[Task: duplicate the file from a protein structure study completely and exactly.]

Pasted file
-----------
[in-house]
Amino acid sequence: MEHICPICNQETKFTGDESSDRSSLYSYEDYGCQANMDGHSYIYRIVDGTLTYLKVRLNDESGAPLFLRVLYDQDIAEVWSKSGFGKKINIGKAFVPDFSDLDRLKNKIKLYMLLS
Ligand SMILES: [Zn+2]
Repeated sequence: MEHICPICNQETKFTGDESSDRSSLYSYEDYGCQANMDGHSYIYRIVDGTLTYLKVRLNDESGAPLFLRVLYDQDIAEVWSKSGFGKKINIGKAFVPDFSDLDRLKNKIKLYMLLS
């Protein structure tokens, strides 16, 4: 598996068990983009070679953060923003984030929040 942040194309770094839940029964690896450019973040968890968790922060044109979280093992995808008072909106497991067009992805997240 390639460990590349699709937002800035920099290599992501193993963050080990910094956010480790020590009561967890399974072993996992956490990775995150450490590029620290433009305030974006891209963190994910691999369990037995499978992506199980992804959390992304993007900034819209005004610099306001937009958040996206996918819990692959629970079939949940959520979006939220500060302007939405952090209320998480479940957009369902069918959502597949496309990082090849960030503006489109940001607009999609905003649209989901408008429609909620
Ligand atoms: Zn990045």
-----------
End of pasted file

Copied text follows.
[in-house]
Amino acid sequence: MEHICPICNQETKFTGDESSDRSSLYSYEDYGCQANMDGHSYIYRIVDGTLTYLKVRLNDESGAPLFLRVLYDQDIAEVWSKSGFGKKINIGKAFVPDFSDLDRLKNKIKLYMLLS
Ligand SMILES: [Zn+2]
Repeated sequence: MEHICPICNQETKFTGDESSDRSSLYSYEDYGCQANMDGHSYIYRIVDGTLTYLKVRLNDESGAPLFLRVLYDQDIAEVWSKSGFGKKINIGKAFVPDFSDLDRLKNKIKLYMLLS
């Protein structure tokens, strides 16, 4: 598996068990983009070679953060923003984030929040 942040194309770094839940029964690896450019973040968890968790922060044109979280093992995808008072909106497991067009992805997240 390639460990590349699709937002800035920099290599992501193993963050080990910094956010480790020590009561967890399974072993996992956490990775995150450490590029620290433009305030974006891209963190994910691999369990037995499978992506199980992804959390992304993007900034819209005004610099306001937009958040996206996918819990692959629970079939949940959520979006939220500060302007939405952090209320998480479940957009369902069918959502597949496309990082090849960030503006489109940001607009999609905003649209989901408008429609909620
Ligand atoms: Zn990045």